Director Darren Aronofsky is not known for subtlety or crowd-pleasing. Afterall, his indie debut featured a mathematician obsessed with pi and orthodox Jews who thought his work was discovering the true name of God. He delved deep into every facet of drug abuse, focused a character study around a wrestler, used high-end ballet as a backdrop for a psychological thriller, and put Rock Giants in the story of Noah’s Ark. “Iconoclast” probably doesn’t do him justice.
Move to a new state, start a new job, and your movie blogging suffers. July was something of a testament to that, but I still got to see some cool movies. August was brutal, with only a couple of worthwhile releases, both of which I missed (but hope to get to soon). Anyway, Life Things™ are starting to get sorted, September will certainly be better than August with regards to releases, and thanks to my laziness, there’s a plethora of good content on the way.
Let’s start with everything in the barrel here at Plot and Theme. I’ve five reviews in various stages of completion, and those will start rolling out over the next week. My quick reviews from TIFF, care of cinemaxis.com, will start showing up today with the amazing short animated film Threads, and I’ve got eight total reviews that will pop up throughout the festival. My Kubrick essay on Barry Lyndon is late, and going to be later (who would have thought a 3-hour historical drama would be so complicated?) Don’t worry, it will get done before the next Kubrick essay (which is The Shining). There’s also a pair of Patreon Picks that will be uploaded near the middle of the month.
Now for flicks. September is usually when some of the Awards movies get rolled out, and we have a little bit of that in Battle of the Sexes. Two other wide releases I’m interested in are genre fares, and they couldn’t be more different: It releases this weekend, and Kingsman: The Golden Circle releases the same week as Battle of the Sexes. Then, wrapping it all up, we have mother!, the Darren Aronofsky film starring Jennifer Lawrence, Javier Bardem, Ed Harris and Michelle Pfeiffer. I’ve always liked Aronofsky, and getting J-Law away from David O. Russell has to be beneficial.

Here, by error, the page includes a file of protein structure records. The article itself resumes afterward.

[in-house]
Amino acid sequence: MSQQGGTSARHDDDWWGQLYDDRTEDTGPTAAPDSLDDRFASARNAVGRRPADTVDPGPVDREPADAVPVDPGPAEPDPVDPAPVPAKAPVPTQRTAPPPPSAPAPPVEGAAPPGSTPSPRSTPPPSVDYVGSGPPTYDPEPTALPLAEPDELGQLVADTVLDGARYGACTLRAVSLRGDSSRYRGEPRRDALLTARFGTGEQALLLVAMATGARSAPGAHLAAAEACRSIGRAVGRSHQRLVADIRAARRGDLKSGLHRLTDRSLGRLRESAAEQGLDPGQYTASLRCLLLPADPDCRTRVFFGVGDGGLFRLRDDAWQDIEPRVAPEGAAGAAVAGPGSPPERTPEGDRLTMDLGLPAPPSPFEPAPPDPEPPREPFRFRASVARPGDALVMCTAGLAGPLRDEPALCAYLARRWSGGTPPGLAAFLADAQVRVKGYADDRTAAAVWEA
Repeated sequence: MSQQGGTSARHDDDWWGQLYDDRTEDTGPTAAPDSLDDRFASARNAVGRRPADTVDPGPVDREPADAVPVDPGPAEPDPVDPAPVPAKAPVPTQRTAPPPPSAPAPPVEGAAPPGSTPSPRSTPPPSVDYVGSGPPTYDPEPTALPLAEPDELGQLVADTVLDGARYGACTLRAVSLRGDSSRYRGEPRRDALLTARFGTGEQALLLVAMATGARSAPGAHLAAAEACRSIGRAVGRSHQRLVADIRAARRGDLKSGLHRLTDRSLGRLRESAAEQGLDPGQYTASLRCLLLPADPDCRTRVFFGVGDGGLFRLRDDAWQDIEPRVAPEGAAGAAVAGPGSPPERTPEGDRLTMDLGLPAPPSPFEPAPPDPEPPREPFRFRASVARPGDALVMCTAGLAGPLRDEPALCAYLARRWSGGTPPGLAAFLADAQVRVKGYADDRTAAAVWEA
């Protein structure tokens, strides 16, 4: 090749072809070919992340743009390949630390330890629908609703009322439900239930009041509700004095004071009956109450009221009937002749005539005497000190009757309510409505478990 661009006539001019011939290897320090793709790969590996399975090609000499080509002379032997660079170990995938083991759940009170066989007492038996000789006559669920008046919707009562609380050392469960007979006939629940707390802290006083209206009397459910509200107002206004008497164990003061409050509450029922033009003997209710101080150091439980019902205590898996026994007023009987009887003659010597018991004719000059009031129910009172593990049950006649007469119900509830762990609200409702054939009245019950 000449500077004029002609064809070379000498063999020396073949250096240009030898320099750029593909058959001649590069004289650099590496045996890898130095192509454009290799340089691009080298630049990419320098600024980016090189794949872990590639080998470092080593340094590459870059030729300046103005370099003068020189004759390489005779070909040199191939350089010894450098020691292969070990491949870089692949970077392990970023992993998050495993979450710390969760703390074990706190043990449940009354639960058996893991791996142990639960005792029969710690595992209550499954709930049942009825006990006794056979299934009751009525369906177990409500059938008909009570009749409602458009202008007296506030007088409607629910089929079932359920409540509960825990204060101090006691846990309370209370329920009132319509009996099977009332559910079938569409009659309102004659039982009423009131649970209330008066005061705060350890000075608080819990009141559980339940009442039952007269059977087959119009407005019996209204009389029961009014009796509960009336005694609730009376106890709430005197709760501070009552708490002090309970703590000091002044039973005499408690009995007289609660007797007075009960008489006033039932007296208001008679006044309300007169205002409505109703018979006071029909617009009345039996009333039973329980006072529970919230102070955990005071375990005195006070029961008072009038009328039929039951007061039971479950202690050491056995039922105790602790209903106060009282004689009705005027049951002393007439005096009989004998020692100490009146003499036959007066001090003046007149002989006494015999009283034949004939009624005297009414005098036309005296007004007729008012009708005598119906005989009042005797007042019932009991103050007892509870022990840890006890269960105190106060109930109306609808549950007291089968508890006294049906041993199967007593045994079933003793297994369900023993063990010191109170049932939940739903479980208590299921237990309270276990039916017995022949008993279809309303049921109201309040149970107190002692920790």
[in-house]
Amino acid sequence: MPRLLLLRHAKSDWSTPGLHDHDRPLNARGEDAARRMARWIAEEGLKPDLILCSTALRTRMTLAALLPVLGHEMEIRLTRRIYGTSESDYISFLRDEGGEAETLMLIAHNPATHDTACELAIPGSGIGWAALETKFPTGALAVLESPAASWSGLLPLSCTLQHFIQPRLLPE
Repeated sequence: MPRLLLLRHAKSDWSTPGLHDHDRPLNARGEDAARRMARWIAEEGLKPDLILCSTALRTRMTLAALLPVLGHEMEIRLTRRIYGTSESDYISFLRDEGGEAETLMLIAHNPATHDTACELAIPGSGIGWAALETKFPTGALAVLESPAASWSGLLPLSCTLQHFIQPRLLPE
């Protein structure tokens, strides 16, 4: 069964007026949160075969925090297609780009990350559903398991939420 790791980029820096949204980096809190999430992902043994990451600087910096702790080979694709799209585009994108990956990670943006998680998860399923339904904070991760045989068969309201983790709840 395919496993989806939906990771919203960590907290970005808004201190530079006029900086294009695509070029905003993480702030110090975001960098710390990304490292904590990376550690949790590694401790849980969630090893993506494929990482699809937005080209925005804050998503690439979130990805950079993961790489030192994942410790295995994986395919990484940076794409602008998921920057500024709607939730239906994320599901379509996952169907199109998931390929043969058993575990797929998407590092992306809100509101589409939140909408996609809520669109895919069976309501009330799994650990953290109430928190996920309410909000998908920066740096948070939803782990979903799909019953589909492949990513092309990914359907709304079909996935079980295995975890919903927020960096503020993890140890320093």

So, while it may look like my interest in Plot and Theme is wavering, rest assured that it merely stalled due to the convergence of tumultuous life events and a terrible August. September, objectively the best month of the whole year, will help right this ship.
For the third time this summer, it is time to watch a superhero flick where some characters fight other characters for poorly-developed reasons. In this specific case, it’s the X-Men universe and the film is X-Men: Apocalypse, named after the all-power and ancient villain of the film. The eponymous character is central to not only the plot and theme of the film, but ultimately its problems as well. On a fundamental level, this film fails because it could not appropriately handle the character of Apocalypse, and you can almost feel it buckling under the weight of this Frankenstein’s Monster. There are lesser problems as well, including some poorly-used characters and a mismanaged tonal consistency, but you can trace nearly every negative back to the big-bad. Thus, despite introducing intriguing new versions of beloved characters, this is a poor end to the new X-Men trilogy.
Ever since those in charge of the Harry Potter franchise decided that they could make an extra movie near the end without anyone really caring, it has been a common practice, and the story usually suffers. It was the same with The Hunger Games franchise, as the first part of the final book was all set-up. Earlier this morning the first trailer for The Hunger Games: Mockingjay Part 2 was released online, and it appears promising. There is a distinct revolutionary tone to the snippets of action and conversations, and it is clear that this final film will attempt to deliver on all the wheel-spinning of Mockingjay Part 1 with a stunning climax.